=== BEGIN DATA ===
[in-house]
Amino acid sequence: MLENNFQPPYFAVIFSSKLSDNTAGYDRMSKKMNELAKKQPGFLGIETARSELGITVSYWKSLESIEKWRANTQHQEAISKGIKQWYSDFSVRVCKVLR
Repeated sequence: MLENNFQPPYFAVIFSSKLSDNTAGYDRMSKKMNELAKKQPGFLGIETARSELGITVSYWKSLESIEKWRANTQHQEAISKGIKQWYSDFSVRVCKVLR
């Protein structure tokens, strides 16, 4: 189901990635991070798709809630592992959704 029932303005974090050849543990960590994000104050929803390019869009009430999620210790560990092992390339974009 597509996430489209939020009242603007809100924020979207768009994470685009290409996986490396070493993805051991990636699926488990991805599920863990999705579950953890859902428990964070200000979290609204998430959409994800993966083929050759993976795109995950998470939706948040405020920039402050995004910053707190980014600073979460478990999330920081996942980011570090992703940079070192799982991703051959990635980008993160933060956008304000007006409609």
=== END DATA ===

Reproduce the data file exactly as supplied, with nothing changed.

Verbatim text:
[in-house]
Amino acid sequence: MLENNFQPPYFAVIFSSKLSDNTAGYDRMSKKMNELAKKQPGFLGIETARSELGITVSYWKSLESIEKWRANTQHQEAISKGIKQWYSDFSVRVCKVLR
Repeated sequence: MLENNFQPPYFAVIFSSKLSDNTAGYDRMSKKMNELAKKQPGFLGIETARSELGITVSYWKSLESIEKWRANTQHQEAISKGIKQWYSDFSVRVCKVLR
């Protein structure tokens, strides 16, 4: 189901990635991070798709809630592992959704 029932303005974090050849543990960590994000104050929803390019869009009430999620210790560990092992390339974009 597509996430489209939020009242603007809100924020979207768009994470685009290409996986490396070493993805051991990636699926488990991805599920863990999705579950953890859902428990964070200000979290609204998430959409994800993966083929050759993976795109995950998470939706948040405020920039402050995004910053707190980014600073979460478990999330920081996942980011570090992703940079070192799982991703051959990635980008993160933060956008304000007006409609």